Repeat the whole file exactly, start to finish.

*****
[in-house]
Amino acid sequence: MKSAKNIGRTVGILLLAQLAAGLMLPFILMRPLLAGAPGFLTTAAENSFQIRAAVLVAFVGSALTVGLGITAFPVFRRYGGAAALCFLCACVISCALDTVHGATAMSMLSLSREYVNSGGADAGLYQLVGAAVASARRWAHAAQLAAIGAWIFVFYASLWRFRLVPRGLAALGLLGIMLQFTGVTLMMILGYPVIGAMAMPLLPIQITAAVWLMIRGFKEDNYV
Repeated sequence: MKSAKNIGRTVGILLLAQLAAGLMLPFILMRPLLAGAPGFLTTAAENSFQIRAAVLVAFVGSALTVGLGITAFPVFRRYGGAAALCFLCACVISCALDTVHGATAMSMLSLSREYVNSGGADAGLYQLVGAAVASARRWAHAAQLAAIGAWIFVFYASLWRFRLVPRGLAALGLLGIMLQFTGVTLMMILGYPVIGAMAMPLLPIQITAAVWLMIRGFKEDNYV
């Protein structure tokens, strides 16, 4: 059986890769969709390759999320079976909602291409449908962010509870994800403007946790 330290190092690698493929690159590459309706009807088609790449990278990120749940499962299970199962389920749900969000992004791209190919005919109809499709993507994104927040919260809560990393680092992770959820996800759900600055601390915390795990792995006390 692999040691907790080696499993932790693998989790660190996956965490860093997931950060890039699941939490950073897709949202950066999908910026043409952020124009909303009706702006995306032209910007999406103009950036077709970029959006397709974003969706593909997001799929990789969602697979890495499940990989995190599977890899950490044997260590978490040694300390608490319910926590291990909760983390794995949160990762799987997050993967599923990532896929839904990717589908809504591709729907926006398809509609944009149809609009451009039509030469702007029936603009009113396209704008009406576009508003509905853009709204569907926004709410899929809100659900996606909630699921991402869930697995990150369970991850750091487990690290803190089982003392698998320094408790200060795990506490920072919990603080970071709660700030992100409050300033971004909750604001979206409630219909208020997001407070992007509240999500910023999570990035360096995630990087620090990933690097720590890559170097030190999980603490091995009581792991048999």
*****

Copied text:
[in-house]
Amino acid sequence: MKSAKNIGRTVGILLLAQLAAGLMLPFILMRPLLAGAPGFLTTAAENSFQIRAAVLVAFVGSALTVGLGITAFPVFRRYGGAAALCFLCACVISCALDTVHGATAMSMLSLSREYVNSGGADAGLYQLVGAAVASARRWAHAAQLAAIGAWIFVFYASLWRFRLVPRGLAALGLLGIMLQFTGVTLMMILGYPVIGAMAMPLLPIQITAAVWLMIRGFKEDNYV
Repeated sequence: MKSAKNIGRTVGILLLAQLAAGLMLPFILMRPLLAGAPGFLTTAAENSFQIRAAVLVAFVGSALTVGLGITAFPVFRRYGGAAALCFLCACVISCALDTVHGATAMSMLSLSREYVNSGGADAGLYQLVGAAVASARRWAHAAQLAAIGAWIFVFYASLWRFRLVPRGLAALGLLGIMLQFTGVTLMMILGYPVIGAMAMPLLPIQITAAVWLMIRGFKEDNYV
């Protein structure tokens, strides 16, 4: 059986890769969709390759999320079976909602291409449908962010509870994800403007946790 330290190092690698493929690159590459309706009807088609790449990278990120749940499962299970199962389920749900969000992004791209190919005919109809499709993507994104927040919260809560990393680092992770959820996800759900600055601390915390795990792995006390 692999040691907790080696499993932790693998989790660190996956965490860093997931950060890039699941939490950073897709949202950066999908910026043409952020124009909303009706702006995306032209910007999406103009950036077709970029959006397709974003969706593909997001799929990789969602697979890495499940990989995190599977890899950490044997260590978490040694300390608490319910926590291990909760983390794995949160990762799987997050993967599923990532896929839904990717589908809504591709729907926006398809509609944009149809609009451009039509030469702007029936603009009113396209704008009406576009508003509905853009709204569907926004709410899929809100659900996606909630699921991402869930697995990150369970991850750091487990690290803190089982003392698998320094408790200060795990506490920072919990603080970071709660700030992100409050300033971004909750604001979206409630219909208020997001407070992007509240999500910023999570990035360096995630990087620090990933690097720590890559170097030190999980603490091995009581792991048999």